One of the most effective ways to measure a law-enforcement agency’s performance is by the percentage of crimes it solves, known in legal circles as its “clearance rate.” Criminal investigations can be cleared in one of two ways: by arrest or by “exception.” Clearances by exception must meet rigid criteria that the FBI has used for 80 years. Essentially, the perpetrator must be known to the police but cannot be apprehended due to special circumstances such as the suspect’s death. Although the criteria governing ...
One of the most effective ways to measure a law-enforcement agency’s performance is by the percentage of crimes it solves, known in legal circles as its “clearance rate.” Criminal investigations can be cleared in one of two ways: by arrest or by “exception.” Clearances by exception must meet rigid criteria that the FBI has used for 80 years. Essentially, the perpetrator must be known to the police but cannot be apprehended due to special circumstances such as the suspect’s death. Although the criteria governing exceptional clearance are clear and objective, some law-enforcement agencies skirt the rules of exception to clear cases that do not meet the criteria, essentially declaring unsolved crimes solved to inflate the agency’s clearance rate. Clearing cases that have not been solved deprives crime victims of justice and may compromise public safety.
The recent Goldwater Institute report "Mission Unaccomplished: The Misplaced Priorities of the Maricopa County Sheriff’s Office" presented substantial evidence that the Maricopa County Sherriff’s Office (MCSO) is improperly clearing cases by exception, possibly on a very large scale. The East Valley Tribune, in its Pulitzer Prize-winning investigative series, reported that in 2006 MCSO closed three times as many cases by exception as by arrest. The Tribune investigated MCSO case files and found that many were cleared without investigation. MCSO officials told the Tribune that an internal investigation was ongoing. But two years later the Arizona Republic reported that MCSO only cleared 18 percent of its 7,200 cleared cases by arrest, suggesting that the misuse of exceptional clearance may be unabated. The Goldwater Institute has urged the legislature to require local law-enforcement agencies to report and post current and accurate crime statistics, including clearance rates broken down by arrests and exceptional clearances.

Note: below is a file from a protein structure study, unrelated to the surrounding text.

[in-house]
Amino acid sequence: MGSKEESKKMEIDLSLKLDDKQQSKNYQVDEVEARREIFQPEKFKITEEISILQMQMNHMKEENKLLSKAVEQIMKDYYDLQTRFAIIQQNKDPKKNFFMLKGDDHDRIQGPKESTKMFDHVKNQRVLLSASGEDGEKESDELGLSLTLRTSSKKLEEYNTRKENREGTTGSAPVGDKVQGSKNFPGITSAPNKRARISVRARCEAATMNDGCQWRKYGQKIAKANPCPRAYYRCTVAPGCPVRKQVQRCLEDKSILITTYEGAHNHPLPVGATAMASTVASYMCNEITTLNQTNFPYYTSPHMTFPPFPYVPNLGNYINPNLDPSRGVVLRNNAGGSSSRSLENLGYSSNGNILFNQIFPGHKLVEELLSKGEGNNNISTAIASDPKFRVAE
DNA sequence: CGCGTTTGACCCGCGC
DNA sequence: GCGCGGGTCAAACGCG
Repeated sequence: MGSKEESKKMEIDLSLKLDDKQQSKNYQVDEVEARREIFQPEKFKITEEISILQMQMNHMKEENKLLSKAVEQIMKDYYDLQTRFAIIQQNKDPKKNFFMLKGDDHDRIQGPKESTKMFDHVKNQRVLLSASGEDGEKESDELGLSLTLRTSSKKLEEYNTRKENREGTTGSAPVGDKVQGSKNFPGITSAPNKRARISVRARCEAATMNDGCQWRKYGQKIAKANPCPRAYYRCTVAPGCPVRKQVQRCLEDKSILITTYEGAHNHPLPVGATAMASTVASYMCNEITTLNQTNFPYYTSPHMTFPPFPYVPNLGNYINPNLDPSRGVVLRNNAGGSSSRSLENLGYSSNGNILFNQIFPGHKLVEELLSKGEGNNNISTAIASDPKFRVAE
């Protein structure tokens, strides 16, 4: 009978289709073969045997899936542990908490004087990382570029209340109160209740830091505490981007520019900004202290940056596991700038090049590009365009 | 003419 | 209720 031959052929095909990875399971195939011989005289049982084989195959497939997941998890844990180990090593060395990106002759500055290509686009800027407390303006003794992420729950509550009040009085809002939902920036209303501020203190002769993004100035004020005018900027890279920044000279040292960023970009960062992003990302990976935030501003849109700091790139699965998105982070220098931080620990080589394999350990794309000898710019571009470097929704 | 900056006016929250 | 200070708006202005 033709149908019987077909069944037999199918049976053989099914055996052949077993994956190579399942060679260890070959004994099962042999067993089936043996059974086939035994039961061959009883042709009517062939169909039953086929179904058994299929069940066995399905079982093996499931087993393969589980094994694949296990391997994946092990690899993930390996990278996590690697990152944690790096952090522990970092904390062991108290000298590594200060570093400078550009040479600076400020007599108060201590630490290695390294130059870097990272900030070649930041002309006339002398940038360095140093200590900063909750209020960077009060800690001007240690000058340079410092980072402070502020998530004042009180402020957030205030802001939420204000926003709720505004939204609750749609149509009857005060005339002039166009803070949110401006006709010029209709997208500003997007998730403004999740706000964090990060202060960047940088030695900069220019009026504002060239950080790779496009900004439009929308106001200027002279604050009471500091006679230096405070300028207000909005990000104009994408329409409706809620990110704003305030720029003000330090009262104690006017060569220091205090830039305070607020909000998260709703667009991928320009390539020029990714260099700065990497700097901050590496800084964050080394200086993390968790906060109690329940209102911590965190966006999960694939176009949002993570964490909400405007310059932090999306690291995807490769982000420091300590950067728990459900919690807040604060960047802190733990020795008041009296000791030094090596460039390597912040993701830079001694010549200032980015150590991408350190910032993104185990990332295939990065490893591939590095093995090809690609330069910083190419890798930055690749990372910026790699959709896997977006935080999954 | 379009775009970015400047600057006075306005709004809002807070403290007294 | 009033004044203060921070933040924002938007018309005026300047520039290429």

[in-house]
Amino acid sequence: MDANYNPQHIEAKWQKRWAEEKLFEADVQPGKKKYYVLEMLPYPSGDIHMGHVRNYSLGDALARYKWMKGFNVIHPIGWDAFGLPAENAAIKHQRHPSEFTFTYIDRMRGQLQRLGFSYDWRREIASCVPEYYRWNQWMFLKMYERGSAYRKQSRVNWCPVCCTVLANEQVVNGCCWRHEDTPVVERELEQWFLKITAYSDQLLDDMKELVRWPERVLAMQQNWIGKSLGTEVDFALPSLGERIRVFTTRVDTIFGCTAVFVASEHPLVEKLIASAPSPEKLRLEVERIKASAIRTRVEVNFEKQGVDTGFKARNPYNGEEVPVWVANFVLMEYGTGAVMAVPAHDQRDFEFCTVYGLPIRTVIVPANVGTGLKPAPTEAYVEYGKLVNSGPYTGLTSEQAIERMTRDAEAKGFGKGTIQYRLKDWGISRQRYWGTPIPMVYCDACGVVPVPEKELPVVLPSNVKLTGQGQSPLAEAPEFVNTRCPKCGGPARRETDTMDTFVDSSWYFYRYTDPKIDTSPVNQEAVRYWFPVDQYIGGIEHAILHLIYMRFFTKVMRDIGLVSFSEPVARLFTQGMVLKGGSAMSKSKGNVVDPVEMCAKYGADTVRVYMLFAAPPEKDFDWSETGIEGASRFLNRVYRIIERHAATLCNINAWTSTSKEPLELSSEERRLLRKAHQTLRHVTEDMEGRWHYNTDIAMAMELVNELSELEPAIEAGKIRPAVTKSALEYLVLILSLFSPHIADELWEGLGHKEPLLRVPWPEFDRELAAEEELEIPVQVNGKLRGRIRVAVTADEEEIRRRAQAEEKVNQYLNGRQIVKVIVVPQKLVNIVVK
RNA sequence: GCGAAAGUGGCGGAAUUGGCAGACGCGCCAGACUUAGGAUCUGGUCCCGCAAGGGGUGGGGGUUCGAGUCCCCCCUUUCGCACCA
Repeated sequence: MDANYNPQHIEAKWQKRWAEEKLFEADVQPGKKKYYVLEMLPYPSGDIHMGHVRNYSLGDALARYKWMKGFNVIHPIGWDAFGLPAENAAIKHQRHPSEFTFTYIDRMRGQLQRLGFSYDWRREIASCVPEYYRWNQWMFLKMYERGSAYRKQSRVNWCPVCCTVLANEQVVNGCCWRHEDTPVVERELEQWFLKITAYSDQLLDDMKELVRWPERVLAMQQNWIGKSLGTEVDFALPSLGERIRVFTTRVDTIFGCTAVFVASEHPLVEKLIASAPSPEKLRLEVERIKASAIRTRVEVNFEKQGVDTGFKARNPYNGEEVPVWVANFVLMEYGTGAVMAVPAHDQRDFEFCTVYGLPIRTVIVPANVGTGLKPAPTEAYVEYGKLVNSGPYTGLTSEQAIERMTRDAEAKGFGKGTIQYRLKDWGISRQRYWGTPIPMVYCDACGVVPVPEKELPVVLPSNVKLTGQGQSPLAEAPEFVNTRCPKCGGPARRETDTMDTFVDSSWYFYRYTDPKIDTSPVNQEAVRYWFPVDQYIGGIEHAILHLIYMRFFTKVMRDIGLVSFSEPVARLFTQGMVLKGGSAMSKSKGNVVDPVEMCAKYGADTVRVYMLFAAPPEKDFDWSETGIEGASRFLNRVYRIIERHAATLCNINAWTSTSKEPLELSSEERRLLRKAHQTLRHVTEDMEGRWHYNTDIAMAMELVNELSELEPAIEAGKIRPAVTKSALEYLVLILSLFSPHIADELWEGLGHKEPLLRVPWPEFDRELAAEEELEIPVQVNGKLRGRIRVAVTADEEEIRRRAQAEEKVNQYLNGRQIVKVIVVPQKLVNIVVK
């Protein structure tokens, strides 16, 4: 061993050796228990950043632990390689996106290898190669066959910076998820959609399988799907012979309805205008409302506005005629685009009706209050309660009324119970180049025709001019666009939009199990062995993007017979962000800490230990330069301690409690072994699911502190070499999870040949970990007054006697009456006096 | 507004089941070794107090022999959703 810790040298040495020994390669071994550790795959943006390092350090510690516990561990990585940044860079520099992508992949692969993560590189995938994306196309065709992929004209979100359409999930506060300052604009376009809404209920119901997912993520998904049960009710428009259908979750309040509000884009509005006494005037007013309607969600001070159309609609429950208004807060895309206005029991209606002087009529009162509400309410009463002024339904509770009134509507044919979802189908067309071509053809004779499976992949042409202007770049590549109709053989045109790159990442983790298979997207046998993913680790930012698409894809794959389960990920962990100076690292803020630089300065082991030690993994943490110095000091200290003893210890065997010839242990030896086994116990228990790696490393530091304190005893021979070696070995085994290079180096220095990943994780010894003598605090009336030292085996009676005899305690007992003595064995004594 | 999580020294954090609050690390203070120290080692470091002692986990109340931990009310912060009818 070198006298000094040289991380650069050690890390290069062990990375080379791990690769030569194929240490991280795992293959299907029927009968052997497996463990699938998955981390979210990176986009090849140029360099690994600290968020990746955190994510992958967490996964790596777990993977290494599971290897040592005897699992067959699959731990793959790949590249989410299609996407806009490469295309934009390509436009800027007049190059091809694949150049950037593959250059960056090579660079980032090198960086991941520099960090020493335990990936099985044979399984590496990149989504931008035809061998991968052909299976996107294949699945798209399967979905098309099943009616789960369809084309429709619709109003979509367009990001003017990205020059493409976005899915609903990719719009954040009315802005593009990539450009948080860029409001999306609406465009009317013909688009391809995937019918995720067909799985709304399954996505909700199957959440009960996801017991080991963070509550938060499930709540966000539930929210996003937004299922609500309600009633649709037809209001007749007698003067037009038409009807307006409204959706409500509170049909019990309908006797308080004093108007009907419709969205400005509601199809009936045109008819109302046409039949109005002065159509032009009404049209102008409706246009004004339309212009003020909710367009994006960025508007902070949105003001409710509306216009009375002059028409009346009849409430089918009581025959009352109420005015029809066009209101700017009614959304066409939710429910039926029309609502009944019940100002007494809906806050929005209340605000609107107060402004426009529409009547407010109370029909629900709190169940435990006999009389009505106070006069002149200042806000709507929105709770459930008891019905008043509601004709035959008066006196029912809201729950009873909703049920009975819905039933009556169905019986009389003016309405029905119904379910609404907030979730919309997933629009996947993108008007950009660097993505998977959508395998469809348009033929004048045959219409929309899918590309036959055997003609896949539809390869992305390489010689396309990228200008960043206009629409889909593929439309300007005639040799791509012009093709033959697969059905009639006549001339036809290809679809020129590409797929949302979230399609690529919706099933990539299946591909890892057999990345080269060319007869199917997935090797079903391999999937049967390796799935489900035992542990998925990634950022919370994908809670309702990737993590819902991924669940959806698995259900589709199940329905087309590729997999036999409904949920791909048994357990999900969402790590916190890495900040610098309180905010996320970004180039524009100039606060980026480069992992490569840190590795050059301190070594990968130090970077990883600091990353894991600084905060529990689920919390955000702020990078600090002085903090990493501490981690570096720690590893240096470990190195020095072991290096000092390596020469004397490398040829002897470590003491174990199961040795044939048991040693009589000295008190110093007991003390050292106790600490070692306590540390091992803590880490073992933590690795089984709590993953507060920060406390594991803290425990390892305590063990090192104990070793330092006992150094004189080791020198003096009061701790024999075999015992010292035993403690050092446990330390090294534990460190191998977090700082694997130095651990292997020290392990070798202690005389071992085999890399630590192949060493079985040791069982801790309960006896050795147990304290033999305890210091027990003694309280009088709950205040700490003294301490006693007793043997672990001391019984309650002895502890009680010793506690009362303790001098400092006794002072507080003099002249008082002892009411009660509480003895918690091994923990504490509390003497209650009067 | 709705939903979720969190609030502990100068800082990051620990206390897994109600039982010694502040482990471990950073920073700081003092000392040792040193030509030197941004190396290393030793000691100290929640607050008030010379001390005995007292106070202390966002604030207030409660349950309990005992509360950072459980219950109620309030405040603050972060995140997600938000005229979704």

This supplemental brief was precipitated by the emergence of a real-life victim of MCSO’s improper clearance of a serious crime.
Clint Bolick serves as director of the Goldwater Institute’s Scharf-Norton Center for Constitutional Litigation in Phoenix.
A legal pioneer, Bolick has argued and won cases in the United States Supreme Court, the Arizona Supreme Court, and state and federal courts from coast to coast. He has won landmark precedents defending school choice, freedom of enterprise, and private property rights and challenging corporate subsidies and racial classifications.
Before joining the Goldwater Institute in 2007, Bolick was co-founder of the Institute for Justice and later served as president of the Alliance for School Choice.
Bolick helped author the Health Care Freedom Act and the Save Our Secret Ballot amendment, which were added to the Arizona Constitution in 2010 and adopted in several other states. He also has assisted policy activists in several states to establish litigation centers based on the Goldwater Institute model.
In 2003, American Lawyer recognized Bolick as one of three lawyers of the year for his successful defense of school choice programs, culminating in Zelman v. Simmons-Harris in the U.S. Supreme Court. In 2009, Legal Times named Bolick one of the “90 Greatest D.C. Lawyers in the Past 30 Years.” Bolick received one of the freedom movement’s most prestigious awards, the Bradley Prize, in 2006 for advancing the values of democratic capitalism.
Bolick has authored several books, most recently Death Grip: Loosening the Law’s Stranglehold Over Economic Liberty (2011) and David’s Hammer: The Case for an Activist Judiciary (2007). In addition to his work at the Goldwater Institute, Bolick serves as a research fellow with the Hoover Institution.